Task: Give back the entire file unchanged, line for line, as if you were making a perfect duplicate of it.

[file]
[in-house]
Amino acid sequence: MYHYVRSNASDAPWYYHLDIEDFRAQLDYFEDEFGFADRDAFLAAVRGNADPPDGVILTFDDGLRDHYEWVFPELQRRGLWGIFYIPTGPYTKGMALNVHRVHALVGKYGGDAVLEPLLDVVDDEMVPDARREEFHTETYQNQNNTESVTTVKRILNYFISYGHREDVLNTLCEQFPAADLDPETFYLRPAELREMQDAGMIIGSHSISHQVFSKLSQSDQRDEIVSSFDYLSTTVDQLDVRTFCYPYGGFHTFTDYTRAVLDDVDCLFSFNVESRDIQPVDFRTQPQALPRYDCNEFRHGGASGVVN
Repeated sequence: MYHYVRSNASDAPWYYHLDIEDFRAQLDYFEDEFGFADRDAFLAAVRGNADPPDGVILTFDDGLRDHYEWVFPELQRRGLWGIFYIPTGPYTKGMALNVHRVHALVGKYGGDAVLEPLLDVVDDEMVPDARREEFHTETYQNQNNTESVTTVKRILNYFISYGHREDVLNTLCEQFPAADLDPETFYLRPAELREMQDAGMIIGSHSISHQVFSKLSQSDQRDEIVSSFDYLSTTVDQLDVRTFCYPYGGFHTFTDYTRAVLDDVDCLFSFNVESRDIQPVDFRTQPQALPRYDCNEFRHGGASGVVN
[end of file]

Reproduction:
[in-house]
Amino acid sequence: MYHYVRSNASDAPWYYHLDIEDFRAQLDYFEDEFGFADRDAFLAAVRGNADPPDGVILTFDDGLRDHYEWVFPELQRRGLWGIFYIPTGPYTKGMALNVHRVHALVGKYGGDAVLEPLLDVVDDEMVPDARREEFHTETYQNQNNTESVTTVKRILNYFISYGHREDVLNTLCEQFPAADLDPETFYLRPAELREMQDAGMIIGSHSISHQVFSKLSQSDQRDEIVSSFDYLSTTVDQLDVRTFCYPYGGFHTFTDYTRAVLDDVDCLFSFNVESRDIQPVDFRTQPQALPRYDCNEFRHGGASGVVN
Repeated sequence: MYHYVRSNASDAPWYYHLDIEDFRAQLDYFEDEFGFADRDAFLAAVRGNADPPDGVILTFDDGLRDHYEWVFPELQRRGLWGIFYIPTGPYTKGMALNVHRVHALVGKYGGDAVLEPLLDVVDDEMVPDARREEFHTETYQNQNNTESVTTVKRILNYFISYGHREDVLNTLCEQFPAADLDPETFYLRPAELREMQDAGMIIGSHSISHQVFSKLSQSDQRDEIVSSFDYLSTTVDQLDVRTFCYPYGGFHTFTDYTRAVLDDVDCLFSFNVESRDIQPVDFRTQPQALPRYDCNEFRHGGASGVVN